If you’re a student I’ve been thinking about you a great deal today. Some of you will have got the grades you need or have unconditional offers at uni – if that’s the case I’m really pleased for you. My advice to you going forward is to take each day as it comes, stay focused, and give everything 100%.

But there’s a lot of heartache out there too, more than most years.

In the absence of schools and exams, government have discerned success by formulating an ‘algorithm’ based on passed performance, the school, and the recommendation of teachers. The impact has, in too many cases, been perverse and disproportionately impactful to minority groups and disadvantaged students.

This is a government that bangs on about ‘levelling up’ all the time, but ‘levels down’ whenever their performance is put under the microscope.

Many students succeed today, but it’s noteworthy to see where Boris Johnson’s algorithm delivered the most success: private schools saw an increase in ‘A’ and ‘A*’ grades of 4.7%, but sixth form colleges just 0.3%.

One of our local schools had 66% of their teacher recommendations downgraded, over 30% of recommendations were downgraded by two or more grades.

Another local school saw the number ‘U’ grades triple compared to last year (or indeed any recent year), and even had a student downgraded from the ‘C’ they got in mocks to a ‘U’.

Add this all up and what do we get? Students from more wealthy backgrounds are having their grades inflated, whilst students from poorer backgrounds who struggle to fulfil their potential at school are having their grades suppressed.

This isn’t ‘levelling up’, this is stitching it up.

Some students already having trouble accessing the support they need have had the rug pulled from beneath them and it breaks my heart.

It’s well known that I struggled at school, left without any usable qualifications and returned to secondary school aged 25 to have a second chance. Most young people would never put themselves through what I did, understandably. But they shouldn’t have to because the system should work for them not against. This is the very thing that got me into politics in the first place and motivates me so much now.

If you’re a student affected by all this I have a little advice, for what it’s worth. I can’t stress this strongly enough and I can sum it up with one word: persist. PERSIST!!!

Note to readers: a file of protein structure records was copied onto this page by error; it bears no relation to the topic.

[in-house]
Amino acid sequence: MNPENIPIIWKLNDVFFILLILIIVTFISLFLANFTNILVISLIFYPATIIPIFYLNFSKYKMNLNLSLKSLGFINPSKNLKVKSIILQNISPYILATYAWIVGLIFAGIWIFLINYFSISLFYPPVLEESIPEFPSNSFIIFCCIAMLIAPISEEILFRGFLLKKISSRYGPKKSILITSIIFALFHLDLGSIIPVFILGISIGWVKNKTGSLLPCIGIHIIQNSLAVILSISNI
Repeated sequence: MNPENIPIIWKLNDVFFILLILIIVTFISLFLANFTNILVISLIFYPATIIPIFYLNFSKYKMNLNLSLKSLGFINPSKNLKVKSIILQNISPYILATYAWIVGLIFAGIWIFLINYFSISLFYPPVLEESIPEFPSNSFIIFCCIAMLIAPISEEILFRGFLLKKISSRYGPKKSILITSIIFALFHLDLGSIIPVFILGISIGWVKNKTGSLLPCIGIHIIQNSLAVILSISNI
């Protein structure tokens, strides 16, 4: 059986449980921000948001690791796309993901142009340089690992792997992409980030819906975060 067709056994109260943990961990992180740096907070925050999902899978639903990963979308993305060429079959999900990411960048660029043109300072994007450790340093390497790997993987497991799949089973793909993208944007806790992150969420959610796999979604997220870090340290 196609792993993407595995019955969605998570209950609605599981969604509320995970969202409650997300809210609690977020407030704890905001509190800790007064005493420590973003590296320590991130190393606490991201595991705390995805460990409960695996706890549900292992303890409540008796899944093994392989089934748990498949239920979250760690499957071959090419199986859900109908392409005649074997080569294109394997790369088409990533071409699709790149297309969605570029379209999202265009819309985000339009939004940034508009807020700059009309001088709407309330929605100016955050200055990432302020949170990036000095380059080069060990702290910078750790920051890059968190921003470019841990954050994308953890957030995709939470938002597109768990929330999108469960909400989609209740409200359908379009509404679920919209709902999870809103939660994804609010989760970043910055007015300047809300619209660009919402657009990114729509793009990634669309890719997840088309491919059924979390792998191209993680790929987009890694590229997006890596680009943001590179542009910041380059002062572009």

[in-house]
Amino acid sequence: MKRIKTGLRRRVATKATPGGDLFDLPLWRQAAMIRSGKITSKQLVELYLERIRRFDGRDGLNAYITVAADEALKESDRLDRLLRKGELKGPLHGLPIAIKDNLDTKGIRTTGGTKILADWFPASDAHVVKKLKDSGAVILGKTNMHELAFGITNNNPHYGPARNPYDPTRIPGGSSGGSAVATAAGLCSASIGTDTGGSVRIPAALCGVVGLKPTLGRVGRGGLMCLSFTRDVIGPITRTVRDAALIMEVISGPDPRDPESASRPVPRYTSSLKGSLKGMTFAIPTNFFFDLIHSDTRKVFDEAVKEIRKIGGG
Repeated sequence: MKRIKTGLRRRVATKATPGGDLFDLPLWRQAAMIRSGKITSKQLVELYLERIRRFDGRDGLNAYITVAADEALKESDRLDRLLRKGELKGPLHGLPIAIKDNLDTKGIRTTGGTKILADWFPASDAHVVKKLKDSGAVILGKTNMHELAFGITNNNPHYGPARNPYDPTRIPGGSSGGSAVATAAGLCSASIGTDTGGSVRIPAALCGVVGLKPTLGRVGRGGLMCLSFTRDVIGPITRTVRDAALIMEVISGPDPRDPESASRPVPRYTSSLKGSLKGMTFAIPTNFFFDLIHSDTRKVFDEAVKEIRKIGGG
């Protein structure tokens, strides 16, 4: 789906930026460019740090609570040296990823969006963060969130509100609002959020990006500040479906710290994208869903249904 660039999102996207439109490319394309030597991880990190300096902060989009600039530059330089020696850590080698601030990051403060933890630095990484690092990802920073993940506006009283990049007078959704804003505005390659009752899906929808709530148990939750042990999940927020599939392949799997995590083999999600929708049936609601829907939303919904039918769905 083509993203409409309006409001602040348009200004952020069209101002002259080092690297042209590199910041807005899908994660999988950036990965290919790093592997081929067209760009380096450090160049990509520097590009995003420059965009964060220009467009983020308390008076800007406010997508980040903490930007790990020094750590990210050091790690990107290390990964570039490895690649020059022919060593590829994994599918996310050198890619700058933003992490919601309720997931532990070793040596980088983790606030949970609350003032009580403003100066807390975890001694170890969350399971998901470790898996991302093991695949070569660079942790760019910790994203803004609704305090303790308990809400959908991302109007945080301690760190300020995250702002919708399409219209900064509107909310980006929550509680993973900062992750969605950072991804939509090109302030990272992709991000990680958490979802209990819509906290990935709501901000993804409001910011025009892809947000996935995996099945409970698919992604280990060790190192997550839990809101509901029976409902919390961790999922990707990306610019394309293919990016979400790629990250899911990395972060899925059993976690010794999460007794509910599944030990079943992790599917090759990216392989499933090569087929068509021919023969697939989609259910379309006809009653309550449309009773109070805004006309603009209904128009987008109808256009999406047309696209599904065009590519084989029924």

If your grades didn’t match expectations, don’t let your shoulders slump and disappear off to your bedroom or out with friends and forget about it. Speak to your teachers, find our what they recommended. Appeal. Speak to the place you were hoping to head to next, or UCAS, and get them to hold your place until this is sorted.

If you have to resit, then don’t waste time being angry, do it and do what it takes to smash the exams.

There are so many people who care about you, who want to help you: use all the help you can get. But this is important – people only know you need help if you tell them, they can’t guess! So even if you’re not a good communicator or find this stuff embarrassing, do what it takes, find the person you’re most able to talk to and start the process of moving forward.

I know it’s hard, but I changed the direction of my life the moment I stopped hoping opportunities would be presented to me and started building them myself. So please, don’t give up. Persist!

And finally, if you are one of those students who’ve just been done-over by a rotten system and you’re trying your best to move forward but things still aren’t working out or people aren’t answering your calls: don’t forget that I’m here for you too. If you think I can help you and you live in Hove, Portslade or Hangleton, write to me on Peter.Kyle.MP@parliament.uk and I promise I’ll bust a gut to help you. But it’s you I want to hear from, not mum and dad writing for you while you go off to the beach with your mates!

I care about what’s happening and I hate it. Coronavirus has turned life upside down and it’s affecting most the people who can cope the least and that’s nothing to do with the virus, it’s the choices made by the people who run our country.

An empty lecture hall.
An empty lecture hall.
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